Guano

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GUANO

GUANO, nitrate-rich bat dung that is an excellent fertilizer, was first imported into the United States in 1824 by John S. Skinner, a proponent of progressive agriculture and the editor of the first U.S. farm journal, American Farmer. The agricultural press, picking up on progressive farming techniques that made use of various fertilizers (composed of bones, seaweed, rock phosphate, night soil, or various manures) to boost production, began to focus attention on the value of guano as an almost magical fertilizer. Its advocates urged farmers to try it, regaling them with fabulous stories of its productive power, but its use was insignificant until the 1840s and never spread far beyond the relatively small, if influential, group of progressive farmers. Its high price, owing in part to a Peruvian monopoly of the principal source, led to declining use after 1854.

BIBLIOGRAPHY

Mathew, W. M. The House of Gibbs and the Peruvian Guano Monopoly. London: Royal Historical Society, 1981.

Skaggs, Jimmy. The Great Guano Rush. New York: St. Martin's Press, 1994.

FredCole/c. w.

See alsoAgriculture ; Fertilizers .

guano

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gua·no / ˈgwänō/ • n. (pl. -nos) the excrement of seabirds, occurring in thick deposits notably on the islands off Peru and Chile, and used as fertilizer. ∎  an artificial fertilizer resembling natural guano, esp. one made from fish.

Guano

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Guano

Manure created by flying animals that is deposited in a central location because of nesting habits. Guano can occur in caves from bats or in nesting grounds where large populations of birds congregate. Guano was frequently used as a source of nitrogen fertilizer prior to the time when nitrogen fertilizer was commercially manufactured from natural gas .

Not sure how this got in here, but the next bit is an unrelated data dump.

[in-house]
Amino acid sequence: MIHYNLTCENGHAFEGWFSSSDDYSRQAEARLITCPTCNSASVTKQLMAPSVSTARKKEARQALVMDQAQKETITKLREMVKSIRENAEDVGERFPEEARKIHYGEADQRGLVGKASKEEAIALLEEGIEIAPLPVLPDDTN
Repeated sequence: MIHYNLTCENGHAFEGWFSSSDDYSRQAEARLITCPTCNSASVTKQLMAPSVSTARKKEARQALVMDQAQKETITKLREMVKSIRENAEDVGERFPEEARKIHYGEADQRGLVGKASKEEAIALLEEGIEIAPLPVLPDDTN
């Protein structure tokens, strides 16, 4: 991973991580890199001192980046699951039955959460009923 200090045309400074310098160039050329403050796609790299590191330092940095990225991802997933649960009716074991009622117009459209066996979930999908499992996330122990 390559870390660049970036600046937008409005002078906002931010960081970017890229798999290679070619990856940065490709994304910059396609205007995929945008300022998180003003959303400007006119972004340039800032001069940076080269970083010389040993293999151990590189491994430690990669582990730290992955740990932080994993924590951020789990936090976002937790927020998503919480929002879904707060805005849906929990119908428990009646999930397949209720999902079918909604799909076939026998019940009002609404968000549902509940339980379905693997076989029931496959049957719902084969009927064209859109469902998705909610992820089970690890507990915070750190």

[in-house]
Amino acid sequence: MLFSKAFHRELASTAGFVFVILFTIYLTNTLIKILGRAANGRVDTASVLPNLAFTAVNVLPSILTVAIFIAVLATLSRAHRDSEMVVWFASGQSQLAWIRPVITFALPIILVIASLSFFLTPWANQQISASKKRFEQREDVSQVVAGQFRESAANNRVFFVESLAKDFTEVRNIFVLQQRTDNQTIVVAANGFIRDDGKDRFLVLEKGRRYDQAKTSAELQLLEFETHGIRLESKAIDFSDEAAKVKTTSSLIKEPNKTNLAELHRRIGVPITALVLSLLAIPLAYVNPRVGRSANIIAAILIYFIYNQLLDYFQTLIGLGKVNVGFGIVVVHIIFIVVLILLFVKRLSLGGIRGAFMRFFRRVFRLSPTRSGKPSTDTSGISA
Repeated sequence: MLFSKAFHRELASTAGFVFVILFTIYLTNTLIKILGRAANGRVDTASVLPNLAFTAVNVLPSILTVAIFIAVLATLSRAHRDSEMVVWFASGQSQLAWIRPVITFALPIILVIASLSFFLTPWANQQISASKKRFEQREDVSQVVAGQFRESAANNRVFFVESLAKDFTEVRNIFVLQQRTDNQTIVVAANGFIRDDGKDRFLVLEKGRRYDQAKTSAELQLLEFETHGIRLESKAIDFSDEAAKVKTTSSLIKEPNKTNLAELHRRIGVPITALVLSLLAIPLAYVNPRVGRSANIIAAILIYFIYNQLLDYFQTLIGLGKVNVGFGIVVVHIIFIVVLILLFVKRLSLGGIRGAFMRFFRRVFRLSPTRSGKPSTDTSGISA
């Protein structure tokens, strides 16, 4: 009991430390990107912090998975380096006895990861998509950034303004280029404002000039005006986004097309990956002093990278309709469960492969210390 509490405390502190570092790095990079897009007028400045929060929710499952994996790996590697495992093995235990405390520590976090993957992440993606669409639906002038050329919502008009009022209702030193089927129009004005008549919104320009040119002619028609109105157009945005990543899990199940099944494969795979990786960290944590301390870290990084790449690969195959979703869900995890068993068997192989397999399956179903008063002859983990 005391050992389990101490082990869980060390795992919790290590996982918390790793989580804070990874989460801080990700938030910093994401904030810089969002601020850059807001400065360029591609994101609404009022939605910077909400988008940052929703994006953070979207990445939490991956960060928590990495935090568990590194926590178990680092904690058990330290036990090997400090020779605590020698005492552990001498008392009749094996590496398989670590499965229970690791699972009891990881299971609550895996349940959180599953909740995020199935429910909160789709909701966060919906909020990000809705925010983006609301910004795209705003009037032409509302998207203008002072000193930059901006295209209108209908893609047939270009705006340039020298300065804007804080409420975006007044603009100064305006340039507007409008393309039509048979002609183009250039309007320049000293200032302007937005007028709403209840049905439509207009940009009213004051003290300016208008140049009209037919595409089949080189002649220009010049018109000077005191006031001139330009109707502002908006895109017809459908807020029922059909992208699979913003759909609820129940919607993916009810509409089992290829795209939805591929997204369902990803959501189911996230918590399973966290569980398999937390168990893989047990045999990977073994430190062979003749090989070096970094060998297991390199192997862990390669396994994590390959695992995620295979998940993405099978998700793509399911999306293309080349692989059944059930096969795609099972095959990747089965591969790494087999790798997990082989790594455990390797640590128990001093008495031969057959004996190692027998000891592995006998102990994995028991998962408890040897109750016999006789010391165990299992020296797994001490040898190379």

See also Animal waste

guano

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guano The accumulated droppings of birds, bats, or seals, found at sites where large colonies of these animals occur. Guano is rich in plant nutrients, especially calcium phosphate (bird guano is richer than bat or seal guano). Such deposits are found particularly on arid oceanic islands and in caves. Guano is worked industrially as a phosphate resource.

guano

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guano Dried excrement, mainly of sea birds and bats, that accumulates along coastlines and in caves. It contains phosphorous, nitrogen, and potassium and is a natural fertilizer. It is found mainly on islands off South America and Africa.

guano

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guano The leached residue of profuse accumulations of bird or bat excrement, rich in calcium phosphate. Such deposits are found particularly on arid oceanic islands, and in caves. Guano is worked industrially as a phosphate resource.

guano

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guano An accumulation of the droppings of birds, bats, or seals, usually formed by a long-established colony of animals. It is rich in plant nutrients, and some deposits are extracted for use as fertilizer.

guano

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guano The accumulated droppings of birds, bats, or seals, found at sites where large colonies of these animals occur. Guano is rich in plant nutrients (bird guano is richer than bat or seal guano).

guano

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guano natural manure found on islands about Peru XVII; artificial (fish-)manure XIX. — Sp. guano — Quechua huanu dung.